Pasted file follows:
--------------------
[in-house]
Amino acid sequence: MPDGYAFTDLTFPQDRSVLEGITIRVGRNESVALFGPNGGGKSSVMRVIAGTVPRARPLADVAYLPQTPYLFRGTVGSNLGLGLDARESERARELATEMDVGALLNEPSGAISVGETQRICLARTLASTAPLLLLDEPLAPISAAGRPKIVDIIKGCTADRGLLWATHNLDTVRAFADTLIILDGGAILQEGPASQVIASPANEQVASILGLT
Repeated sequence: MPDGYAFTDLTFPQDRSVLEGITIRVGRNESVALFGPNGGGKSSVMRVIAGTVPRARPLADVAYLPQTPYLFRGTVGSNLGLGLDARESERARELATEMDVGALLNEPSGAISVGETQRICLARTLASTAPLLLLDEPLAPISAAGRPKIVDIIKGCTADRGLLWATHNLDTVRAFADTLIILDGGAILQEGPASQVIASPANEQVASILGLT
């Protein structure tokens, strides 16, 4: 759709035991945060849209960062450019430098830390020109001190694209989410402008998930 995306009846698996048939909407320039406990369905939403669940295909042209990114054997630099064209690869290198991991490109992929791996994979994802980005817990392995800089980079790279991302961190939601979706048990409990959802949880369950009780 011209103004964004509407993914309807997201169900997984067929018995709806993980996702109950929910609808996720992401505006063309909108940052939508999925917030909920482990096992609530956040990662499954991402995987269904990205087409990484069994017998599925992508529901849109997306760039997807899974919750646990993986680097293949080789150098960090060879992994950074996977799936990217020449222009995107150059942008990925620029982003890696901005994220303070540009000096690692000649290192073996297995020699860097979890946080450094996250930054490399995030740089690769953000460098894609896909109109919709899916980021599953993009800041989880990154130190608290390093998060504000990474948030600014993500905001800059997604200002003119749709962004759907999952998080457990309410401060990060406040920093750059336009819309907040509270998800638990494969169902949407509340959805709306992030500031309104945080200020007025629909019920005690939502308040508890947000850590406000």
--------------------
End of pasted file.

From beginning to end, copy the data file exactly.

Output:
[in-house]
Amino acid sequence: MPDGYAFTDLTFPQDRSVLEGITIRVGRNESVALFGPNGGGKSSVMRVIAGTVPRARPLADVAYLPQTPYLFRGTVGSNLGLGLDARESERARELATEMDVGALLNEPSGAISVGETQRICLARTLASTAPLLLLDEPLAPISAAGRPKIVDIIKGCTADRGLLWATHNLDTVRAFADTLIILDGGAILQEGPASQVIASPANEQVASILGLT
Repeated sequence: MPDGYAFTDLTFPQDRSVLEGITIRVGRNESVALFGPNGGGKSSVMRVIAGTVPRARPLADVAYLPQTPYLFRGTVGSNLGLGLDARESERARELATEMDVGALLNEPSGAISVGETQRICLARTLASTAPLLLLDEPLAPISAAGRPKIVDIIKGCTADRGLLWATHNLDTVRAFADTLIILDGGAILQEGPASQVIASPANEQVASILGLT
């Protein structure tokens, strides 16, 4: 759709035991945060849209960062450019430098830390020109001190694209989410402008998930 995306009846698996048939909407320039406990369905939403669940295909042209990114054997630099064209690869290198991991490109992929791996994979994802980005817990392995800089980079790279991302961190939601979706048990409990959802949880369950009780 011209103004964004509407993914309807997201169900997984067929018995709806993980996702109950929910609808996720992401505006063309909108940052939508999925917030909920482990096992609530956040990662499954991402995987269904990205087409990484069994017998599925992508529901849109997306760039997807899974919750646990993986680097293949080789150098960090060879992994950074996977799936990217020449222009995107150059942008990925620029982003890696901005994220303070540009000096690692000649290192073996297995020699860097979890946080450094996250930054490399995030740089690769953000460098894609896909109109919709899916980021599953993009800041989880990154130190608290390093998060504000990474948030600014993500905001800059997604200002003119749709962004759907999952998080457990309410401060990060406040920093750059336009819309907040509270998800638990494969169902949407509340959805709306992030500031309104945080200020007025629909019920005690939502308040508890947000850590406000």